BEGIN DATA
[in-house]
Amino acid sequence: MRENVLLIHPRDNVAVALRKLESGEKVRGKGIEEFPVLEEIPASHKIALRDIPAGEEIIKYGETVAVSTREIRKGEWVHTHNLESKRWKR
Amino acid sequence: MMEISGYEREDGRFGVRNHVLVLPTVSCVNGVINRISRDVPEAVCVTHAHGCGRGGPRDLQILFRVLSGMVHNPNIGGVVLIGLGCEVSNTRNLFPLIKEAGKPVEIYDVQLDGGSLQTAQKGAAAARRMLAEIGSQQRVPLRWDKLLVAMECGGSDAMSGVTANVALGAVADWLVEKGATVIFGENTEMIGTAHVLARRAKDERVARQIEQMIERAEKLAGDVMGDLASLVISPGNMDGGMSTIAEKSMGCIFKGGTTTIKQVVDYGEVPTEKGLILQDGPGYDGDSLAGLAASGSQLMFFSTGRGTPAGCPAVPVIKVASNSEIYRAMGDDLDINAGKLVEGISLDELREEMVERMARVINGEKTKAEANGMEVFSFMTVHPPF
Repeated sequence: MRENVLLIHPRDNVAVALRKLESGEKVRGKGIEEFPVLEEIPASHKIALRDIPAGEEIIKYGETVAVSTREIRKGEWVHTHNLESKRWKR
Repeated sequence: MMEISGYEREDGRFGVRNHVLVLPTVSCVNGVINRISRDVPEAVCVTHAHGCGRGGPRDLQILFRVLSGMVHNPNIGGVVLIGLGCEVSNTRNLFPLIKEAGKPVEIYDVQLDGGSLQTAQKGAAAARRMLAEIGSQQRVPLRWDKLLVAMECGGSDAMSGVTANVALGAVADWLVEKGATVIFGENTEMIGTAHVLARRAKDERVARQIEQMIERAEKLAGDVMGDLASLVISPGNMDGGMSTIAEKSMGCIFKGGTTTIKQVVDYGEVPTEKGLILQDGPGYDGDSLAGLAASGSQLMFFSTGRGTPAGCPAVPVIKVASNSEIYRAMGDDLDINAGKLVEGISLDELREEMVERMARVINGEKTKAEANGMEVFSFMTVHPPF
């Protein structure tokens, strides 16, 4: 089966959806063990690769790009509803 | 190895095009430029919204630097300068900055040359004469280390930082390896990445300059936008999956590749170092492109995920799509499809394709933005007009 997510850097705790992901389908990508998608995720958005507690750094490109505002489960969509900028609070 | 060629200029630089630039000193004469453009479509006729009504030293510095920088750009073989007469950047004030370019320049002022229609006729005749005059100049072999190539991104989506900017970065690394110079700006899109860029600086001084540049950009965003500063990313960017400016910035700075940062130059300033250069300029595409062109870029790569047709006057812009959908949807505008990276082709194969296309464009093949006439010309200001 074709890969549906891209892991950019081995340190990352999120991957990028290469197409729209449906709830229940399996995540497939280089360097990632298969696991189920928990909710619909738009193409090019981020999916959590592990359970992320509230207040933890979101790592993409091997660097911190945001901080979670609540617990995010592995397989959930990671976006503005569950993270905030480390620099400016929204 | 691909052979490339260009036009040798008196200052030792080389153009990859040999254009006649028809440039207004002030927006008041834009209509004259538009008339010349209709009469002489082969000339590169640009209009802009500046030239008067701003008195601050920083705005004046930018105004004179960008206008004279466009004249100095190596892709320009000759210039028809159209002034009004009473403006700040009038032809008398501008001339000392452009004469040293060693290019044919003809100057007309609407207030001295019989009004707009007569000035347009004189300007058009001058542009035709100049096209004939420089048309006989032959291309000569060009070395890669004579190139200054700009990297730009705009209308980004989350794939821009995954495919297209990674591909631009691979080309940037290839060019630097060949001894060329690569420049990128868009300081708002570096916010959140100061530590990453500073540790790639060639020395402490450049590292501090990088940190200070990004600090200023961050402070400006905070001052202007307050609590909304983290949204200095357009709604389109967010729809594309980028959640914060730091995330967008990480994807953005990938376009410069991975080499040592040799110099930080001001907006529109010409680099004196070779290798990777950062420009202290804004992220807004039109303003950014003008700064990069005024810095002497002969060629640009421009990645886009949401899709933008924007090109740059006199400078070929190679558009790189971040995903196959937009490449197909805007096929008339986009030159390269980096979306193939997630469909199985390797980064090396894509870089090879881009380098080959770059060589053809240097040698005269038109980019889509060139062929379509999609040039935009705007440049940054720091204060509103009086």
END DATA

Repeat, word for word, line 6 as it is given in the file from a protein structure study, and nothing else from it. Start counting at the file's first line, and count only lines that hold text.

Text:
């Protein structure tokens, strides 16, 4: 089966959806063990690769790009509803 | 190895095009430029919204630097300068900055040359004469280390930082390896990445300059936008999956590749170092492109995920799509499809394709933005007009 997510850097705790992901389908990508998608995720958005507690750094490109505002489960969509900028609070 | 060629200029630089630039000193004469453009479509006729009504030293510095920088750009073989007469950047004030370019320049002022229609006729005749005059100049072999190539991104989506900017970065690394110079700006899109860029600086001084540049950009965003500063990313960017400016910035700075940062130059300033250069300029595409062109870029790569047709006057812009959908949807505008990276082709194969296309464009093949006439010309200001 074709890969549906891209892991950019081995340190990352999120991957990028290469197409729209449906709830229940399996995540497939280089360097990632298969696991189920928990909710619909738009193409090019981020999916959590592990359970992320509230207040933890979101790592993409091997660097911190945001901080979670609540617990995010592995397989959930990671976006503005569950993270905030480390620099400016929204 | 691909052979490339260009036009040798008196200052030792080389153009990859040999254009006649028809440039207004002030927006008041834009209509004259538009008339010349209709009469002489082969000339590169640009209009802009500046030239008067701003008195601050920083705005004046930018105004004179960008206008004279466009004249100095190596892709320009000759210039028809159209002034009004009473403006700040009038032809008398501008001339000392452009004469040293060693290019044919003809100057007309609407207030001295019989009004707009007569000035347009004189300007058009001058542009035709100049096209004939420089048309006989032959291309000569060009070395890669004579190139200054700009990297730009705009209308980004989350794939821009995954495919297209990674591909631009691979080309940037290839060019630097060949001894060329690569420049990128868009300081708002570096916010959140100061530590990453500073540790790639060639020395402490450049590292501090990088940190200070990004600090200023961050402070400006905070001052202007307050609590909304983290949204200095357009709604389109967010729809594309980028959640914060730091995330967008990480994807953005990938376009410069991975080499040592040799110099930080001001907006529109010409680099004196070779290798990777950062420009202290804004992220807004039109303003950014003008700064990069005024810095002497002969060629640009421009990645886009949401899709933008924007090109740059006199400078070929190679558009790189971040995903196959937009490449197909805007096929008339986009030159390269980096979306193939997630469909199985390797980064090396894509870089090879881009380098080959770059060589053809240097040698005269038109980019889509060139062929379509999609040039935009705007440049940054720091204060509103009086």